Mote Marine Laboratory’s Stranding Investigations Program received numerous calls beginning around 12:30 p.m. on July 29, from concerned citizens reporting a group of approximately 20 Fraser’s dolphins stranding along Turtle Beach on Siesta Key.
Mote’s Stranding Investigations Program staff arrived on scene at approximately 1:00 p.m., and was assisted by the Sarasota Dolphin Research Program (SDRP), a Chicago Zoological Society Program in collaboration with Mote, and the Florida Fish and Wildlife Conservation Commission (FWC). The majority of the dolphins had already been pushed back to the sea by beachgoers, and they were milling in a tight group in choppy waters several hundred yards offshore.
An 81-inch-long, 158 pound male did not rejoin the rest of the group despite an attempt by responders to send it back. It was examined by Mote’s staff veterinarian, Dr. Adrienne Atkins, on site, and following discussion with NOAA’s National Marine Fisheries Service, it was determined that the most humane decision was to euthanize the dolphin based on the species and the multiple re-strandings. Initial findings from a necropsy (animal autopsy) were inconclusive with regards to cause of death. Tissue analyses may provide insight when results become available in several weeks, but not every stranding has a cause that can be determined.
The remainder of the group moved offshore and out of sight. Late in the afternoon, two more dolphins were reported to have come ashore off Caspersen Beach in Venice. They were pushed offshore before FWC and SDRP responders arrived.
Fraser’s dolphins are deep-water animals that do not occur normally in Sarasota coastal waters. To learn more the species visit: http://www.nmfs.noaa.gov/pr/species/mammals/cetaceans/frasersdolphin.htm.
Mote Marine Laboratory’s Stranding Investigations Program responds 24 hours a day, seven days a week, to reports of sick, injured and dead marine mammals and sea turtles in Sarasota and Manatee county waters. Mote is a member of the National Marine Mammal Stranding Network overseen by NOAA’s National Marine Fisheries Service, the federal agency that oversees wild dolphins in the U.S. Live animals are evaluated, and if they are good candidates for rehabilitation are admitted into Mote’s Dolphin and Whale Hospital or Sea Turtle Rehabilitation Hospital for treatment. If the animal is already deceased or not a good candidate for rehab, they undergo a detailed post-mortem examination so that we may learn more about the natural history of these animals and evaluate long-term trends in mortality.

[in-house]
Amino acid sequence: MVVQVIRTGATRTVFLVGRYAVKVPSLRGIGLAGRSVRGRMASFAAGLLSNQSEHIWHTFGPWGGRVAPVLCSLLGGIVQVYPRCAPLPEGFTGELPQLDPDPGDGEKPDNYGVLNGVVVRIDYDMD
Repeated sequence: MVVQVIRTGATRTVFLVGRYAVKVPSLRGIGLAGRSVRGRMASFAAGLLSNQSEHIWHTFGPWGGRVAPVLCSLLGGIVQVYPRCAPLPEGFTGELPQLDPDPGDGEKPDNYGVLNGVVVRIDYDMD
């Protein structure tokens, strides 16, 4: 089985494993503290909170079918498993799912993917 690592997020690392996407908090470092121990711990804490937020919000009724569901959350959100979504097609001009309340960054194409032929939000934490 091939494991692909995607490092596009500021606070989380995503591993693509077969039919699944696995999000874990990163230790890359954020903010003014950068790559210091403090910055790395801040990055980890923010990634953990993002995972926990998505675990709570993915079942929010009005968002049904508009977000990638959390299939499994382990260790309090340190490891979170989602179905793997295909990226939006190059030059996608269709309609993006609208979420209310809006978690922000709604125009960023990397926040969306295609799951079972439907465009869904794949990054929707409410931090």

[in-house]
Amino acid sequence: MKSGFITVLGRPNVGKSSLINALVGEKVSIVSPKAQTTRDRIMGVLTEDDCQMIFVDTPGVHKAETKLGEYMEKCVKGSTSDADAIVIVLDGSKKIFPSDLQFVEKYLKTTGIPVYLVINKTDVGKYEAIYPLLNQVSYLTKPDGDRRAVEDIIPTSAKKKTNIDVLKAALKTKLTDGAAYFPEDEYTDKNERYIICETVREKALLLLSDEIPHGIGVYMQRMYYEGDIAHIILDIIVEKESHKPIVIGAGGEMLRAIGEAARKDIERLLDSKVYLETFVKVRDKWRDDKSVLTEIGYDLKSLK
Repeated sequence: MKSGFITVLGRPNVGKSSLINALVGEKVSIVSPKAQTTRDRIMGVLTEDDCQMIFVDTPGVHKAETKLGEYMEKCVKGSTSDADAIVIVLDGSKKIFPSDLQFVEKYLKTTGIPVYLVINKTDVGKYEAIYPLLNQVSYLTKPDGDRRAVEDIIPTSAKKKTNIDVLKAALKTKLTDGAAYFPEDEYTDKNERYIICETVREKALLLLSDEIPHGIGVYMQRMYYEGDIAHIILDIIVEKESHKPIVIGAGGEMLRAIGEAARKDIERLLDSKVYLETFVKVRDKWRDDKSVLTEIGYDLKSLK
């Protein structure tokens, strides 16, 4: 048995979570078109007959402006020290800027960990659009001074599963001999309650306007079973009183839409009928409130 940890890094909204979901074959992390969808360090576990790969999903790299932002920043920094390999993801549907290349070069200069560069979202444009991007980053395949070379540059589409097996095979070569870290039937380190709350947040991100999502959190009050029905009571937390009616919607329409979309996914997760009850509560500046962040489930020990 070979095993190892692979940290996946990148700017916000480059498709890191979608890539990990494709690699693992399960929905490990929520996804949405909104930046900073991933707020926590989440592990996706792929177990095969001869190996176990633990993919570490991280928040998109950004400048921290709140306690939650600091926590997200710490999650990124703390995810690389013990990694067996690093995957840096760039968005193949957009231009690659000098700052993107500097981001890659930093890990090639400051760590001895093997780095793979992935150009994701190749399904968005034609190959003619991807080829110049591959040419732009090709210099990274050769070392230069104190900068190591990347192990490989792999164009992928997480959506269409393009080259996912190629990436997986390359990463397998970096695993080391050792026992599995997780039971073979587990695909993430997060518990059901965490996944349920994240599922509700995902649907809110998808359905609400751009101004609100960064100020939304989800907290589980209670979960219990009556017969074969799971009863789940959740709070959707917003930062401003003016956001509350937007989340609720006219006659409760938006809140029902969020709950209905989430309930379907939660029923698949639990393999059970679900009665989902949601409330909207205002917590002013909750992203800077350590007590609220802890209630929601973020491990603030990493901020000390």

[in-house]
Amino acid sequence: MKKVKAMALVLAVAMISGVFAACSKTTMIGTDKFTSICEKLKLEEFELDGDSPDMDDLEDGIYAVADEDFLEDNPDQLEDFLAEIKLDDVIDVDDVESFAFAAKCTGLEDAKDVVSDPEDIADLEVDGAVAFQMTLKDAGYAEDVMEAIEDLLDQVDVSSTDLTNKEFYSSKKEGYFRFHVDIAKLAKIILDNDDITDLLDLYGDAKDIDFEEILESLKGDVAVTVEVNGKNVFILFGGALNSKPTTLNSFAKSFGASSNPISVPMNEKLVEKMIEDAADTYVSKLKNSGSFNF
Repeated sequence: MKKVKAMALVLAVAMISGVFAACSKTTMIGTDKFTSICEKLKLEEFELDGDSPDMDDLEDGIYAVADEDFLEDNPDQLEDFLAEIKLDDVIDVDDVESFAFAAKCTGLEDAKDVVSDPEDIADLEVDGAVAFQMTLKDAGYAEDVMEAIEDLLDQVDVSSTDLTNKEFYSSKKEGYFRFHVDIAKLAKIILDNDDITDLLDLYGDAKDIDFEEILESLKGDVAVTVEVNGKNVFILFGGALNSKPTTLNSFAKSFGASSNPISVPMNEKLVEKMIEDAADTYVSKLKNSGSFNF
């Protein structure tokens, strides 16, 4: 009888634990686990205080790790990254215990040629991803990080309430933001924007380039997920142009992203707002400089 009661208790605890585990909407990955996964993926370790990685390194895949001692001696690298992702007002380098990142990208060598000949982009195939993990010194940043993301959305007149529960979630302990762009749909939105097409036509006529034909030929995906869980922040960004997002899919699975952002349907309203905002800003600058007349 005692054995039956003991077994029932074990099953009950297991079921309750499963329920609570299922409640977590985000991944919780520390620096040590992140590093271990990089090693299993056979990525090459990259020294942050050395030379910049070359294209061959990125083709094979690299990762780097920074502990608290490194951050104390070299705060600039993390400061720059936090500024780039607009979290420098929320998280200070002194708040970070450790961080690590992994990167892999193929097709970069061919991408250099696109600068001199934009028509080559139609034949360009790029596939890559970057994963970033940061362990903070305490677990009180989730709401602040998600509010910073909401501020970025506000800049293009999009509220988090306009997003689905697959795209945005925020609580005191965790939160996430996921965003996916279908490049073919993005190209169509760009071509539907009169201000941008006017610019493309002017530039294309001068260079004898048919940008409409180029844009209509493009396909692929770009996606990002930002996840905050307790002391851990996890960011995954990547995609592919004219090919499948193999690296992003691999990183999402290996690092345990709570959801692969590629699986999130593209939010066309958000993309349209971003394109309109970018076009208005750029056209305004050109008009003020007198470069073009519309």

Mote is grateful for the partnership of city, county and state law enforcement and wildlife officials in assisting with responses to stranded marine animals.
Beachgoers who see stranded marine mammals should NOT push the animals back out to sea. Marine mammals that strand are often sick or injured and an assessment should be conducted by trained professionals prior to release. They should be stabilized on the beach until trained and legally authorized responders arrive. Please contact trained wildlife responders immediately (details below) and follow these best practices: http://sero.nmfs.noaa.gov/protected_resources/outreach_and_education/documents/mm_viewing_stranding.pdf
Within Sarasota or Manatee county waters, if you see a stranded or dead dolphin, whale or sea turtle, please call Mote's Stranding Investigations Program, a 24-hour response service, at (941) 988-0212 and wait for further instructions.
If you see a stranded or dead manatee anywhere in state waters or a stranded or dead dolphin, whale or sea turtle outside of Sarasota or Manatee counties, please call the FWC Wildlife Alert hotline at 1 (888) 404-FWCC (3922). You can also use the smartphone app Dolphin and Whale 911 from NOAA Fisheries